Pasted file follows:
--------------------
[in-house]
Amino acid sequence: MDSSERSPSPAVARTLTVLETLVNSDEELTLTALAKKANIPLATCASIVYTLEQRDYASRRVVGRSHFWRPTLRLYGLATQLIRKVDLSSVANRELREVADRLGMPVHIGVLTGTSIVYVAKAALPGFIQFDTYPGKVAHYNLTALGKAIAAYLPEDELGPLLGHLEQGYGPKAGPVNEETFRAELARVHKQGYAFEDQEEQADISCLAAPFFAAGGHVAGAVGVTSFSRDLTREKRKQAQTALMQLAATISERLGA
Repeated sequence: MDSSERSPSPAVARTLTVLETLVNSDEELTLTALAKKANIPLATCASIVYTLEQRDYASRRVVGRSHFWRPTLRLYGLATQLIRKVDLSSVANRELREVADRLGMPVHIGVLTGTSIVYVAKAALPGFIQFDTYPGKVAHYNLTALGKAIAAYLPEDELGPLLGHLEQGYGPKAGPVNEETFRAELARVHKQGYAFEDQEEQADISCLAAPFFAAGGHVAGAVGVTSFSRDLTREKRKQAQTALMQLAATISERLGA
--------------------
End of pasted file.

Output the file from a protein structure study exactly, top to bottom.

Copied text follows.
[in-house]
Amino acid sequence: MDSSERSPSPAVARTLTVLETLVNSDEELTLTALAKKANIPLATCASIVYTLEQRDYASRRVVGRSHFWRPTLRLYGLATQLIRKVDLSSVANRELREVADRLGMPVHIGVLTGTSIVYVAKAALPGFIQFDTYPGKVAHYNLTALGKAIAAYLPEDELGPLLGHLEQGYGPKAGPVNEETFRAELARVHKQGYAFEDQEEQADISCLAAPFFAAGGHVAGAVGVTSFSRDLTREKRKQAQTALMQLAATISERLGA
Repeated sequence: MDSSERSPSPAVARTLTVLETLVNSDEELTLTALAKKANIPLATCASIVYTLEQRDYASRRVVGRSHFWRPTLRLYGLATQLIRKVDLSSVANRELREVADRLGMPVHIGVLTGTSIVYVAKAALPGFIQFDTYPGKVAHYNLTALGKAIAAYLPEDELGPLLGHLEQGYGPKAGPVNEETFRAELARVHKQGYAFEDQEEQADISCLAAPFFAAGGHVAGAVGVTSFSRDLTREKRKQAQTALMQLAATISERLGA